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Workin on my Fitness: Rock your Walk

Tips on casual cardio.

March 8, 2022

If you’re a gym-goer like myself, you may have noticed the influx of members since the new year, a routine pattern for the beginning of January. And you may be looking for a way to workout in a less crowded environment so why not pick up some outdoor running? After all, cardio is everyone’s favorite variety of exercise, especially in the coldest months of Winter. Oh, how lovely the feeling of ice forming in your lungs and choking you with every sharp gasp.

Is it really a good workout if you don’t taste blood in your mouth and question your livelihood by the end of it?

If the sarcasm didn’t translate, cardio is a rather dreaded workout category for most, myself being no exception. Over the course of quarantine, I decided to work on my overall health – mental health was easy since I had no school, a large stressor for me, but physical health was uncharted territory. I had just started my gluten free journey after being diagnosed with Hashimoto’s disease, but working out aside from the occasional tennis match, which was unavailable at the time, was foreign. I had my diet balanced, but needed a slight increase in physical activity so I tried the infamous “Chloe Ting Ab Workout”, and it didn’t last. I tried the online Zumba classes – again a failure. The hassle of working out in a cramped room in front of a t.v. and usually an audience of my family since they had nowhere to go became too much for me to handle; so I took my journey outside.

Walking is a great way to improve cardiac function and a stress free way to start your fitness journey. While I now just go on walks for my rest days, they were a crucial stepping stone to get me where I am now, and I hope my fellow running haters can benefit from my experience. Here are my top recommendations to “rock your walk”.
Map Your Route
Of course you need somewhere to go in order to walk. For some people, starting off small is best, like walking to the entrance of your neighborhood, or even taking a few laps around the block. Any progress is better than nothing. For me, I found that throwing in some earbuds and walking without thinking is best. If you find a way to distract yourself through music, podcasts or calling a friend, I guarantee that you will walk distances you never thought possible.

Once you get a good feel for your average distance, it’s good to know the route. First, for safety reasons because you never want to walk alone in an area you’re unfamiliar with, and second, you will get bored if you’re walking in the same place over and over. I can’t stand to retrace my steps during my walks, so I recommend circle routes.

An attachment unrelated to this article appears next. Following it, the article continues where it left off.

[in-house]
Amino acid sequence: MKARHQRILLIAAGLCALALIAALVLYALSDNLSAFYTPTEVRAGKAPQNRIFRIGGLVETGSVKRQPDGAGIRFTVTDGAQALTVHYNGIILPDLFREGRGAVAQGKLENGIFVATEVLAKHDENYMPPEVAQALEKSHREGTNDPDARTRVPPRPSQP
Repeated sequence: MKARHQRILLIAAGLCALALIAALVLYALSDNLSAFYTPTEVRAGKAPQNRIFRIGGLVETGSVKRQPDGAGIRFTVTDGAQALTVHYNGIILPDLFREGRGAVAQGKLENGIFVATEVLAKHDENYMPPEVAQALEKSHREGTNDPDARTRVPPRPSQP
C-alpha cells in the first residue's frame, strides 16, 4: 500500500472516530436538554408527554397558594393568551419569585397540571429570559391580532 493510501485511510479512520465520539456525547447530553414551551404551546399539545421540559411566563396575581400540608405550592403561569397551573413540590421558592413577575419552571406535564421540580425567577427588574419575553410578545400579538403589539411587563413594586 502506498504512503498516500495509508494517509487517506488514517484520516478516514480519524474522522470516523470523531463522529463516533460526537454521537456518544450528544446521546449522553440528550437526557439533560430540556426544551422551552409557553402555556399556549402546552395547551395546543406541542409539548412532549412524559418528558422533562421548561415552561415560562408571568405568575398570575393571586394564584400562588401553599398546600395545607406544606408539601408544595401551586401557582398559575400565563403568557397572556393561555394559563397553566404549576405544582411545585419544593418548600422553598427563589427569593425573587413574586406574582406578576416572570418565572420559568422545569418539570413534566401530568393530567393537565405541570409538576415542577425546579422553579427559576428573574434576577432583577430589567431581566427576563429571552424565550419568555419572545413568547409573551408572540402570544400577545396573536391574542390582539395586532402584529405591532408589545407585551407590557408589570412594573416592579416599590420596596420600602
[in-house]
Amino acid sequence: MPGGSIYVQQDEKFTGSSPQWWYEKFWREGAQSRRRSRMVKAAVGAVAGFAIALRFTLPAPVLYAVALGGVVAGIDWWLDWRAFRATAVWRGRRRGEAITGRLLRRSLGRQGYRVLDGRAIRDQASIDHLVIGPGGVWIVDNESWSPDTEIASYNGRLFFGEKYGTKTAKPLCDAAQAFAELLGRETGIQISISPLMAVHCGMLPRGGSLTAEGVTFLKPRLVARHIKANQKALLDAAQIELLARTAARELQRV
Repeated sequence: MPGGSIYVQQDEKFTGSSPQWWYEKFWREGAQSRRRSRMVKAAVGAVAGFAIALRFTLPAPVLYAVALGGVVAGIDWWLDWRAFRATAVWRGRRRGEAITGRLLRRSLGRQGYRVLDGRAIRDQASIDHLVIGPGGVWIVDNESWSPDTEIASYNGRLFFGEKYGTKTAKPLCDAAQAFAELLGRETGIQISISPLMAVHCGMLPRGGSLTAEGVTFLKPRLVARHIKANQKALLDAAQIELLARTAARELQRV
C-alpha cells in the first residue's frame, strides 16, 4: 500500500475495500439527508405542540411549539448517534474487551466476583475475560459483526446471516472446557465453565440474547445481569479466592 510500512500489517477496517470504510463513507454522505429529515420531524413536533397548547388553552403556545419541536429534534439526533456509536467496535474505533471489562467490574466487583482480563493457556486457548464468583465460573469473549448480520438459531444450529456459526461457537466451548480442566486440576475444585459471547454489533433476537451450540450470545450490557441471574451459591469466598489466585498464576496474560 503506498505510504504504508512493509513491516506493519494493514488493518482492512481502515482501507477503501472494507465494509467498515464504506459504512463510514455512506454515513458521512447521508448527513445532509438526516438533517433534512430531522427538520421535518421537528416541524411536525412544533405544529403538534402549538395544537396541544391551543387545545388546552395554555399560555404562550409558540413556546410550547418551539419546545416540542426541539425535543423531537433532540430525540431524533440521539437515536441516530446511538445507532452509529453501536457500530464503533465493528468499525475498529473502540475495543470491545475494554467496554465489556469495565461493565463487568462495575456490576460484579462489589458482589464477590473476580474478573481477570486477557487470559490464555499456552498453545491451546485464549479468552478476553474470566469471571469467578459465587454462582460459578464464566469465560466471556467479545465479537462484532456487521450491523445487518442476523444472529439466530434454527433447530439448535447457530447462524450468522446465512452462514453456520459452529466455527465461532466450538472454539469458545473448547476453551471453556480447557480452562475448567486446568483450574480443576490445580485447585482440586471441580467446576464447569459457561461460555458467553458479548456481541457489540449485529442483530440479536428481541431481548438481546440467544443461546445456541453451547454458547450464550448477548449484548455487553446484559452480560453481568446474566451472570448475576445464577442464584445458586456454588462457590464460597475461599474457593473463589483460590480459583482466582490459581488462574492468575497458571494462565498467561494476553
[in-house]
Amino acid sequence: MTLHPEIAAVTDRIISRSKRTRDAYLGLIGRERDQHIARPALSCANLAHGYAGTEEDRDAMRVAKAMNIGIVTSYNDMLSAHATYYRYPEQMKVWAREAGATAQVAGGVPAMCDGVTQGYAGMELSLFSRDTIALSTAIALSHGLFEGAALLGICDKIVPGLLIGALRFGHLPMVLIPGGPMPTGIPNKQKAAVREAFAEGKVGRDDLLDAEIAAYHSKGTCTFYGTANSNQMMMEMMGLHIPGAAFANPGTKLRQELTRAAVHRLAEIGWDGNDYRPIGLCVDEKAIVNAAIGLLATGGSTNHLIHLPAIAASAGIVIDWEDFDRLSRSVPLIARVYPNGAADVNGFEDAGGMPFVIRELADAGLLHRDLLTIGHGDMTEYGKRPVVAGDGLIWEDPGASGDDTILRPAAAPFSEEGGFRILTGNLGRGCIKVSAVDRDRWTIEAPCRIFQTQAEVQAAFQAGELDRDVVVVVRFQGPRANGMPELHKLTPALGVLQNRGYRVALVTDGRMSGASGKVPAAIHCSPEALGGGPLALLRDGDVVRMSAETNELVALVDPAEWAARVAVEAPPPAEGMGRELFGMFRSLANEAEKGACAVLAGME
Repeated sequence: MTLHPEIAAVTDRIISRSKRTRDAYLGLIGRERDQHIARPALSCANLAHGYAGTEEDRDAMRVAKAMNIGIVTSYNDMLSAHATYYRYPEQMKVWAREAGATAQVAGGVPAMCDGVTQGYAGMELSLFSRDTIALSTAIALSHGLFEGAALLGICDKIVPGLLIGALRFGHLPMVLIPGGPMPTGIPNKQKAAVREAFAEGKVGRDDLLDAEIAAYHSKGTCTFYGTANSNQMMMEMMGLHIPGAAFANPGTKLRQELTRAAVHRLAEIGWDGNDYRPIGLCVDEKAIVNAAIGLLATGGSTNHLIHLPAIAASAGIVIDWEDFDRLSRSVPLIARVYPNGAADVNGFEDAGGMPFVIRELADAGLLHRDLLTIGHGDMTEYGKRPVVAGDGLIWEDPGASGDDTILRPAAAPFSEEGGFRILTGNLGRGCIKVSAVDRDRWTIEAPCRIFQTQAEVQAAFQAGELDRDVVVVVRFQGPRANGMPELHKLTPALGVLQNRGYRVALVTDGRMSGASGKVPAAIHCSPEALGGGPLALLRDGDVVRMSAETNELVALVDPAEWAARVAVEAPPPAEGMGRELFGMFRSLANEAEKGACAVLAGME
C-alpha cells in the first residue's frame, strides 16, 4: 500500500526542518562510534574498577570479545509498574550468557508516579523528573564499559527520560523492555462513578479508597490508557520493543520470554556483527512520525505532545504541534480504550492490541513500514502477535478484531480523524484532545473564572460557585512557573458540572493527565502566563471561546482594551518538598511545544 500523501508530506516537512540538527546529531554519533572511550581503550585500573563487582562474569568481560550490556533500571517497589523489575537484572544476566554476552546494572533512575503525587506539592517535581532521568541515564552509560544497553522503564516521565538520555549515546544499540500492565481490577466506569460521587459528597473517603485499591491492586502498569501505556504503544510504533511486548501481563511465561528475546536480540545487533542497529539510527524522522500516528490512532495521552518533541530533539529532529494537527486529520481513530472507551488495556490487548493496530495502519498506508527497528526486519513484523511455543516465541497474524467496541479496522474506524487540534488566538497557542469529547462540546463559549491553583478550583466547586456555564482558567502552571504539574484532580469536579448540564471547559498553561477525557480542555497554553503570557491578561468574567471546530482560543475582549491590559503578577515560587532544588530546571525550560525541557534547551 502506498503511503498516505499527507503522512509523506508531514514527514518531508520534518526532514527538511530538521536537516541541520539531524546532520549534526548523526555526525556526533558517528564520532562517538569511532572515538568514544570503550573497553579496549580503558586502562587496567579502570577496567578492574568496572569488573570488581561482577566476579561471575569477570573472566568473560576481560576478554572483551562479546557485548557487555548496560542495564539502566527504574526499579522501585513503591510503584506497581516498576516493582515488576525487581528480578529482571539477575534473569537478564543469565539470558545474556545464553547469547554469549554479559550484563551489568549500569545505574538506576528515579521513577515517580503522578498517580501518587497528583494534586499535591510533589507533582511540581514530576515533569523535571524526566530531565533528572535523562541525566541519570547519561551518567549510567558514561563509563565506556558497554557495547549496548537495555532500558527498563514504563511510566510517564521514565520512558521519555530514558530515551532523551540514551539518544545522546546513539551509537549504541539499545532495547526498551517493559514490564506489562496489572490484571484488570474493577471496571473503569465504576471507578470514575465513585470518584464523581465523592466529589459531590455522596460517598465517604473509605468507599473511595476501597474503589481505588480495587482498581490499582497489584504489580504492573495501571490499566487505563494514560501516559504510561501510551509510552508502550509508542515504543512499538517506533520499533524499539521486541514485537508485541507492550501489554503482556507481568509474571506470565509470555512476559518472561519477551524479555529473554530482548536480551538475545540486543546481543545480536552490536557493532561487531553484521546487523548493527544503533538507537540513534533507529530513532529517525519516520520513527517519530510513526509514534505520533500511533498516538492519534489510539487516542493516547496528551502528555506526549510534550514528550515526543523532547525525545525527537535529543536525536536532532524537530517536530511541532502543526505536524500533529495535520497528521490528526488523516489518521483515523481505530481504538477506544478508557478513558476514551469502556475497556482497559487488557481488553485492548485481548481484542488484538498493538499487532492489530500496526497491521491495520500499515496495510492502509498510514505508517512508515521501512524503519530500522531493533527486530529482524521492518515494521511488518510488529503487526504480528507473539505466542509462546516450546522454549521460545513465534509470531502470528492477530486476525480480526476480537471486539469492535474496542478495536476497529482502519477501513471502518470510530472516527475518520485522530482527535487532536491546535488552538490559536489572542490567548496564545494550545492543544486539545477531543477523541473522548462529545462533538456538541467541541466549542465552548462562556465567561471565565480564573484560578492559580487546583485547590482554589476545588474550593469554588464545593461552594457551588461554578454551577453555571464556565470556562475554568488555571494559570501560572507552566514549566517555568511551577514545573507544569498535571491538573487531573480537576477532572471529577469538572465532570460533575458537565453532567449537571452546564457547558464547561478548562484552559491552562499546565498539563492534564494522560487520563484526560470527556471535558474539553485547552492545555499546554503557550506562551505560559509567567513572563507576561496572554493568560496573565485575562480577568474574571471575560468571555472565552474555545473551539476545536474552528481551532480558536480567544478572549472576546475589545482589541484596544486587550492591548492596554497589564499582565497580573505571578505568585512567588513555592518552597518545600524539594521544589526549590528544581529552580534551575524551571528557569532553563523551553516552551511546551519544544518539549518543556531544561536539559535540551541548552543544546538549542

You can map out routes on Google Maps by opening “Your Places” in the app and clicking “Create Map”, which allows you to draw shapes and lines in your saved maps.

Distraction Is Key
Music is always a good option for high intensity workouts, but when going on walks daily, it can get tiring listening to the same songs over and over again.
My walks would not be complete without the endless array of podcasts. While I acknowledge true crime isn’t for everyone, I absolutely adore it, and if you do share that affinity, check out “Morbid: A True Crime Podcast”. While the title is fitting if you know what I mean, the two hosts are super bubbly and listening will make you feel as though you are a part of the conversation. But no matter your genre of podcast, a good way to stay consistent is by finding one you really like and confining yourself to listening to it solely when you workout. This adds an instant incentive to working out, which aids in the process of pushing yourself to get out there and go.

Stay Positive

Even though long distance walking is much preferred to running, it can become taxing after a while. Sweat starts flowing, muscles throbbing, and general boredom sets in- all factors which can cause a shortened and less satisfying walk- that is, if you let them. It is imperative to embrace the pain, and I find it is best to do so by just not paying attention to it. Fake it ‘til you make it, and your brain will do the rest. False positivity will turn into real positivity eventually, and if the unwillingness persists then you may have crossed your personal exercise boundaries. The main appeal to walking is the fast recovery, so don’t push yourself too hard.

In the wise words of Pixar’s Dory – just keep swimming (or walking in this case). Any fitness journey is gonna have some roadblocks – there will be rainy days, ankle blisters, and general reluctance to get out there and stay consistent. A good goal to set when starting out is to make progress every time, whether that means adding a couple feet to your trek or a mile. Remember that progress looks different for everyone, so don’t expect instantaneous results. Make your walk something you look forward to, not another grueling task in your to-do list, and you will find your exercise being the highlight of the day.

You got this.

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